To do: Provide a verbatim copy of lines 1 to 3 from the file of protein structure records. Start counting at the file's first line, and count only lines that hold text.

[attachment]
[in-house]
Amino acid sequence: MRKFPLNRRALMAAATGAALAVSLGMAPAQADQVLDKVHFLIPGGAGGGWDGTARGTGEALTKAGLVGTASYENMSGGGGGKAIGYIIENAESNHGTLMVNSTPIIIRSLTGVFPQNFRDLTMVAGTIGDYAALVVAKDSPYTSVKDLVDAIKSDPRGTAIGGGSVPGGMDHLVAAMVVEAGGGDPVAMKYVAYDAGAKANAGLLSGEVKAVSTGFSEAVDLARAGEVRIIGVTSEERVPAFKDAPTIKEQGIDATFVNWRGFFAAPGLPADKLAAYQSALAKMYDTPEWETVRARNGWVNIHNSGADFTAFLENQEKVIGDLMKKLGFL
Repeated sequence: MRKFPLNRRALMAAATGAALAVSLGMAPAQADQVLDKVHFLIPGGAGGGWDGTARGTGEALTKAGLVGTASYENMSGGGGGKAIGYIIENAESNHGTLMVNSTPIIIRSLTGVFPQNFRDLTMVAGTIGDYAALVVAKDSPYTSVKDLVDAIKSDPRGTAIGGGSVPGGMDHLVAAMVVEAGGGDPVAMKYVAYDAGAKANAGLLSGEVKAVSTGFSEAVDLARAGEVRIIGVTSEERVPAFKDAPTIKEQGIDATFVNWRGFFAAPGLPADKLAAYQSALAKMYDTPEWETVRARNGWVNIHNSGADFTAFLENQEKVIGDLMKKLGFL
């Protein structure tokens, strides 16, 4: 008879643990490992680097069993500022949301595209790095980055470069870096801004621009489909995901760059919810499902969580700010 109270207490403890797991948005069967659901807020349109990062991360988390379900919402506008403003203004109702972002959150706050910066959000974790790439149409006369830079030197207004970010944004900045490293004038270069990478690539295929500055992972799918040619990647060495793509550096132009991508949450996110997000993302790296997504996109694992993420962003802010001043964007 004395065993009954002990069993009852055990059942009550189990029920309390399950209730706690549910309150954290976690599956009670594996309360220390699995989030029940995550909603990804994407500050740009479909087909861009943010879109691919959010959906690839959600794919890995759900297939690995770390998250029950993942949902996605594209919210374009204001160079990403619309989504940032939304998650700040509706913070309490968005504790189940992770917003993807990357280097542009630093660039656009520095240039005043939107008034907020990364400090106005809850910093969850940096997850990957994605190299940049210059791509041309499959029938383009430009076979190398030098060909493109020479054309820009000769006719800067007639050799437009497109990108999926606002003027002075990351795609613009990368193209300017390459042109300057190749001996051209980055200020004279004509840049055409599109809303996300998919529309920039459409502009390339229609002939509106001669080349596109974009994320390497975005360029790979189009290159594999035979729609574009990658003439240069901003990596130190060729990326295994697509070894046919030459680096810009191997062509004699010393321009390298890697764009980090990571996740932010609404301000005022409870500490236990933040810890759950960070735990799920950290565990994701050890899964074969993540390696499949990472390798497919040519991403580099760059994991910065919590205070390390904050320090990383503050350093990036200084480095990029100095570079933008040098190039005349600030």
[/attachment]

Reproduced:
[in-house]
Amino acid sequence: MRKFPLNRRALMAAATGAALAVSLGMAPAQADQVLDKVHFLIPGGAGGGWDGTARGTGEALTKAGLVGTASYENMSGGGGGKAIGYIIENAESNHGTLMVNSTPIIIRSLTGVFPQNFRDLTMVAGTIGDYAALVVAKDSPYTSVKDLVDAIKSDPRGTAIGGGSVPGGMDHLVAAMVVEAGGGDPVAMKYVAYDAGAKANAGLLSGEVKAVSTGFSEAVDLARAGEVRIIGVTSEERVPAFKDAPTIKEQGIDATFVNWRGFFAAPGLPADKLAAYQSALAKMYDTPEWETVRARNGWVNIHNSGADFTAFLENQEKVIGDLMKKLGFL
Repeated sequence: MRKFPLNRRALMAAATGAALAVSLGMAPAQADQVLDKVHFLIPGGAGGGWDGTARGTGEALTKAGLVGTASYENMSGGGGGKAIGYIIENAESNHGTLMVNSTPIIIRSLTGVFPQNFRDLTMVAGTIGDYAALVVAKDSPYTSVKDLVDAIKSDPRGTAIGGGSVPGGMDHLVAAMVVEAGGGDPVAMKYVAYDAGAKANAGLLSGEVKAVSTGFSEAVDLARAGEVRIIGVTSEERVPAFKDAPTIKEQGIDATFVNWRGFFAAPGLPADKLAAYQSALAKMYDTPEWETVRARNGWVNIHNSGADFTAFLENQEKVIGDLMKKLGFL